Numpad alt codes?

Hi everyone! As a developer, I use alt codes all the time to type characters quickly. Do alt codes (ALT+126 for “~” for example) work on the Framework 16 keyboard + numpad configuration?
Thanks in advance!

That’s an OS level thing, nothing to do with the hardware, so as long as you are using the same/similar OS you are used to… Yes, the alt codes you are used to will continue to function.


Thank you, such a relief.
This doubt was brought up on a reddit post, users were talking about alt codes not working across separate USB devices, and the keyboard and numpad are seen by Windows as 2 HID devices, hence the doubt.

Yeah, I think you might have some issues with it. A search shows that people have problems with disconnected numpads and alt codes pretty regularly.

Depending how ingrained the specific alt key is in your muscle memory, and if you’re comfortable customizing the firmware, you could probably find a good way to create a “hold down alt” key or key combo directly on the numpad.


I see you already saw this thread, but for others who may be interested, it appears the Alt codes do NOT work by default on Windows.

Premise: I’ll check out QMK layers.
I still would like to use the alt codes. Unfortunately I’ll have to wait until Batch 15 :cry:

Are you refering to use ALT + four numbers to get an extended character (like 0128 for a Euro symbol)?

Yes, it’s them.


I’ve done a little investigation into finding a way to set up a communication channel within the firmware between the keyboard and numpad. In my case, my primary goal would be to sync the backlights, but it should also be possible to cause the numpad to echo certain modifier keys (or more likely route all of its generated keycodes through the main keyboard to inherit its modifier state).

The best mechanism I’ve come up with so far (theory only) would be to use the OS synchronization of one or more keyboard status lights (Caps Lock, Num Lock, Scroll Lock, ?Kana?, ?Compose?, etc. ) to pass “messages” between the separate USB devices.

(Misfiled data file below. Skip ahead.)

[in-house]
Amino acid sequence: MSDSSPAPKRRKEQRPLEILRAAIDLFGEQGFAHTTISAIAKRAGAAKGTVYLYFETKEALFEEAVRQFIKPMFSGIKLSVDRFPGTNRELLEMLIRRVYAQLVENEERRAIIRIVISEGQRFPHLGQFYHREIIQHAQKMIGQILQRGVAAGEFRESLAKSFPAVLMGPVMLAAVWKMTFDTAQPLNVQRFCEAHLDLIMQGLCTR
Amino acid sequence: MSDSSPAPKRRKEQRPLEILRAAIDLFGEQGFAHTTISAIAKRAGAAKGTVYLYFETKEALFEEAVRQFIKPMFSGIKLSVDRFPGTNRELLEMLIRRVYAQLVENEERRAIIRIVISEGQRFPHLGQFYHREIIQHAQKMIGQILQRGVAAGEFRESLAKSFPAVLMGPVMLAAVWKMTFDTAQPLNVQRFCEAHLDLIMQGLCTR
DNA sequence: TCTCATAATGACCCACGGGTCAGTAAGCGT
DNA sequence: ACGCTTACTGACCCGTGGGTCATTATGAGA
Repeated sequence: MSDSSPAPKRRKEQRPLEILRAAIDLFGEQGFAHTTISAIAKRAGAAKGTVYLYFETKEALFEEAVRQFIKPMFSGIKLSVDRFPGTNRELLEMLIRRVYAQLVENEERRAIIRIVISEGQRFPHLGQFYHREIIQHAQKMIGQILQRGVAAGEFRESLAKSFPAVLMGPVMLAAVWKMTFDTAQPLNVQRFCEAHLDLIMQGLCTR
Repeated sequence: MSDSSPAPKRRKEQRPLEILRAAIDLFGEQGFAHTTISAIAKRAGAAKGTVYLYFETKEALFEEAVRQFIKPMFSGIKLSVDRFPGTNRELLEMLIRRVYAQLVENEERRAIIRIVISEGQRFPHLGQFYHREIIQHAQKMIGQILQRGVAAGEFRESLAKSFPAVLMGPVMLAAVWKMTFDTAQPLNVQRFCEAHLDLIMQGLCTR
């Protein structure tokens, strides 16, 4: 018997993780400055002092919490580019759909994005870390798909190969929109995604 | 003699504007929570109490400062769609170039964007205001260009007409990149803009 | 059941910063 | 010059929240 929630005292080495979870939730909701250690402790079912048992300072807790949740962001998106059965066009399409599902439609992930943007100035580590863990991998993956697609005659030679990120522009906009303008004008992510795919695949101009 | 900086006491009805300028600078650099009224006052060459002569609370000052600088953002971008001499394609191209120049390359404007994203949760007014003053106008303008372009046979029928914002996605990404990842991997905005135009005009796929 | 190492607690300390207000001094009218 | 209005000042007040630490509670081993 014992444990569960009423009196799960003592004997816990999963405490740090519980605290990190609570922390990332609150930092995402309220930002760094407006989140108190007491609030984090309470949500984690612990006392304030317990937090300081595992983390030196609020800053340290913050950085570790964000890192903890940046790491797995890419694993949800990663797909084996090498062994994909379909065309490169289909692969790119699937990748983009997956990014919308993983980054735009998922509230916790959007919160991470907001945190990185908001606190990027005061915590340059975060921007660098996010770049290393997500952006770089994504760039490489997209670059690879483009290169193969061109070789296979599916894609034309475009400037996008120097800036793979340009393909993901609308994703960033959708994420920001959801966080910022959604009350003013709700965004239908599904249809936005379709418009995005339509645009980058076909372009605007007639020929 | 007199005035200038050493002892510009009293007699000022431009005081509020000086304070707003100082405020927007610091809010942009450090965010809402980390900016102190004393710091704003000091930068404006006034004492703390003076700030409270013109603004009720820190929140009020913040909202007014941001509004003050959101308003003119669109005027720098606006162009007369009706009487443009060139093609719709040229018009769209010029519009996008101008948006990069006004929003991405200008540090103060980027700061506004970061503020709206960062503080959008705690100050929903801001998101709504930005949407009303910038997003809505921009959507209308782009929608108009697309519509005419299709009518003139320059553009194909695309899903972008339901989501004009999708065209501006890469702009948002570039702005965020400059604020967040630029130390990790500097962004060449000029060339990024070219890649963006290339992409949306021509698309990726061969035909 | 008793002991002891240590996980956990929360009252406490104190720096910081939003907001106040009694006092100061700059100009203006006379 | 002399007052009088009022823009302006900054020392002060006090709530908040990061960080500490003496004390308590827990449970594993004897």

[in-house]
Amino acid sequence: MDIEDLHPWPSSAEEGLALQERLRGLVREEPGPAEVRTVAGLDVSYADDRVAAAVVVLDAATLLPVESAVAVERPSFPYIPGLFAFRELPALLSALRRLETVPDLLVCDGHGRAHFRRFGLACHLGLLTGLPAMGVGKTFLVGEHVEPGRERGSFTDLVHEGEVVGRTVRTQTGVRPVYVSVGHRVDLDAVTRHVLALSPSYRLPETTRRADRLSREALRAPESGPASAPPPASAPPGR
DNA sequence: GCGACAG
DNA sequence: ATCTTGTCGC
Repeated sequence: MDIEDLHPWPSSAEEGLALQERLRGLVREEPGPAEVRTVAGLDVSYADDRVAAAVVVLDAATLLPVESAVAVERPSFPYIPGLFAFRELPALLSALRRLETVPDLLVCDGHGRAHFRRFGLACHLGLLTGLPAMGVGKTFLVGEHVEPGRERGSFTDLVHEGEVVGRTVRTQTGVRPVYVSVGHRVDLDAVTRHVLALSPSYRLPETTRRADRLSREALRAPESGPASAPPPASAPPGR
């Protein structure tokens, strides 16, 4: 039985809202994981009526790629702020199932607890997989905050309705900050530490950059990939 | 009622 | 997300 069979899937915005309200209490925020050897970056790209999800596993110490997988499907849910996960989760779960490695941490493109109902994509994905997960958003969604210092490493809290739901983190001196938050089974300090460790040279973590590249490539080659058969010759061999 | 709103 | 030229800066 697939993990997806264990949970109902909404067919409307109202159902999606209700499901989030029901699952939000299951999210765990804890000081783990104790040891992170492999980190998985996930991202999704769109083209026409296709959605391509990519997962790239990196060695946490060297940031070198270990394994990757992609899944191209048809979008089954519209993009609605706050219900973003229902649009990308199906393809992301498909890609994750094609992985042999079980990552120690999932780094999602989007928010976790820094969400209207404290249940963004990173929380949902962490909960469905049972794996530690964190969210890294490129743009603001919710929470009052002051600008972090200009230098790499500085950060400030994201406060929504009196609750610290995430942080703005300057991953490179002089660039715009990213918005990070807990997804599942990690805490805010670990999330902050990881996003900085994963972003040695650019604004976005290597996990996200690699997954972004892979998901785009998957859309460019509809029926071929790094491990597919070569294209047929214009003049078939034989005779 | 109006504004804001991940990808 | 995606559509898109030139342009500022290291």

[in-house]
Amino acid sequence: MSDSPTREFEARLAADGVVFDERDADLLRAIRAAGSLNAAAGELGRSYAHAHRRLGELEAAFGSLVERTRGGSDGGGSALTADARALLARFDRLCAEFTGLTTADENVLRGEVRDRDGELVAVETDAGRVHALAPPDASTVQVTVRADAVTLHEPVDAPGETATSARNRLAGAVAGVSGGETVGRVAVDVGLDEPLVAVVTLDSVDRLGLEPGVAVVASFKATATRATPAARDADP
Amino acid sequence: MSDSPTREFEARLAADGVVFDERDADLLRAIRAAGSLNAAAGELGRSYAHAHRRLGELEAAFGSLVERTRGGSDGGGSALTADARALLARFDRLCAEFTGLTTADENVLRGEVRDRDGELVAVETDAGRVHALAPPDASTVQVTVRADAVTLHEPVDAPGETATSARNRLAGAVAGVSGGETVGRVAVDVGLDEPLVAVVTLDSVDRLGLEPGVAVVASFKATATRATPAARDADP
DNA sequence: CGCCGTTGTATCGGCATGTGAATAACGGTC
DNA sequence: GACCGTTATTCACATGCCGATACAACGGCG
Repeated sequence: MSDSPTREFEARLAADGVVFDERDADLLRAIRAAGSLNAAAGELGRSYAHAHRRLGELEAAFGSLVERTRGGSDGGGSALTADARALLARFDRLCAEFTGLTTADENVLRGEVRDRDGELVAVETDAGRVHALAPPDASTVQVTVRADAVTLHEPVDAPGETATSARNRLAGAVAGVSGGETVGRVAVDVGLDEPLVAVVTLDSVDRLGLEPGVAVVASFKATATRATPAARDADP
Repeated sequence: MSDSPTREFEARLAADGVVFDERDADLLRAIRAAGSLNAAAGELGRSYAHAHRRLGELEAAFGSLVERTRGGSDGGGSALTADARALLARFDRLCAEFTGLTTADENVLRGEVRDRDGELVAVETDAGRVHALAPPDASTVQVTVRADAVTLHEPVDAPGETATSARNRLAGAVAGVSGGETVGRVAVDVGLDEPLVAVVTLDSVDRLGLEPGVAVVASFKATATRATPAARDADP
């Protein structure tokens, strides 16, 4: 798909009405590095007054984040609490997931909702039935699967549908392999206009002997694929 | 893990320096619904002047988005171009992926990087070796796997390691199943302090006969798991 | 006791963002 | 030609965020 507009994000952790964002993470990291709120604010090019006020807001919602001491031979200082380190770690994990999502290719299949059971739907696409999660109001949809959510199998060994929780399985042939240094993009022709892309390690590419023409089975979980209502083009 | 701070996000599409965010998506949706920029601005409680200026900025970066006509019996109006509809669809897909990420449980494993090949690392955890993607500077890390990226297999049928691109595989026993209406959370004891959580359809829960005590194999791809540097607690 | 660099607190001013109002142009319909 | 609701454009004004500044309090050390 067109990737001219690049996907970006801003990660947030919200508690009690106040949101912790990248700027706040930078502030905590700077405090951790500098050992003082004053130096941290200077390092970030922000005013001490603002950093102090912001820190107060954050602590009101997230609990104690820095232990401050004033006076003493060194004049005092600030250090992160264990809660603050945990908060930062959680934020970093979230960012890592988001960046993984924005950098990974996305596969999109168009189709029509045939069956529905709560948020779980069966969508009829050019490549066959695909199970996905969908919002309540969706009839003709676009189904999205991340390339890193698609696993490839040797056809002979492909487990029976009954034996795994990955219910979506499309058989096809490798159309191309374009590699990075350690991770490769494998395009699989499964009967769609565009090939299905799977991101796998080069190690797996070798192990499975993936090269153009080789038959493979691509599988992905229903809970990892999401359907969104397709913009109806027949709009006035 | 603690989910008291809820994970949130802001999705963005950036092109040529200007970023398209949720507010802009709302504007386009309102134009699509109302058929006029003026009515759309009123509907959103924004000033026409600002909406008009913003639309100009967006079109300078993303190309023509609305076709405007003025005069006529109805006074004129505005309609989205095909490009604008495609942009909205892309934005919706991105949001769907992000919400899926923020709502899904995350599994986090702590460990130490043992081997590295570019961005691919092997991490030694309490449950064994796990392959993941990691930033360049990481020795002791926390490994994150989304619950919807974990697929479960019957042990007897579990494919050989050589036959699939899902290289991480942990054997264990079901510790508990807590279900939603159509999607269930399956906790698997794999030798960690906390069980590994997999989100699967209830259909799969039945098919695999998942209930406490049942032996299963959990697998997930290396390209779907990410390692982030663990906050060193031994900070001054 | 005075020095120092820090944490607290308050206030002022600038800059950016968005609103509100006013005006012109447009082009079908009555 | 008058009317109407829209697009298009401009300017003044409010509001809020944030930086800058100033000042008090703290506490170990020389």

This isn’t exactly a “solved” problem, but there’s some work out there on it. My research on it was centered around the Ploopy Nano trackball, which doesn’t have any buttons. There’s an example of very basic communication with the scoll lock in the QMK repo. If you want to get more involved (particularly if you want the communication flow in both directions), there’s some code here that might be a good starting point.

The most basic way of doing it would seem to be to turn on scroll lock when the keyboard alt key is held down, and turn if off when released. The numpad firmware would just watch for scroll lock events to hold and release a virtual alt key. That would probably have the least lag, but it would rely on scroll lock not actually being used otherwise. Anything else requires “flashing” one of the keys (changing state twice in a row), which would add some lag.

Maybe here. Some replies suggest other setups to type the characters on MSWindows.

Is there a way to implement a num-lock for a numeric overlay on the main keyboard? I’ve had laptops with a numlock key but no numberpad. With the numlock enabled, the keys are mapped so
7→7, 8→8, 9→9;
u→4, i→5, o→6;
j→1, k→2, l→3;
m→0, .→.
and a few others for arithmetic operators.

May I introduce you, my friend, to QMK layers!

You actually already know layers. Shift or capslock is a type of layer. So is Fn and FnLock on laptops. You could put numpad keys on the Fn layer, or you could create a seperate layer. Either would be done point-and-click by going to on your FW16 in Chrome or another Chromium-based browser (like Edge).

Here it is on the Fn layer. Of course, you can place the keys how ever you wish, or put it on a different layer. Note that for alt-code use you’ll want to use numpad numbers, not normal numbers, they are different. Select “Any” key (bottom right, in orange) then enter KC_P1, KC_P2, etc.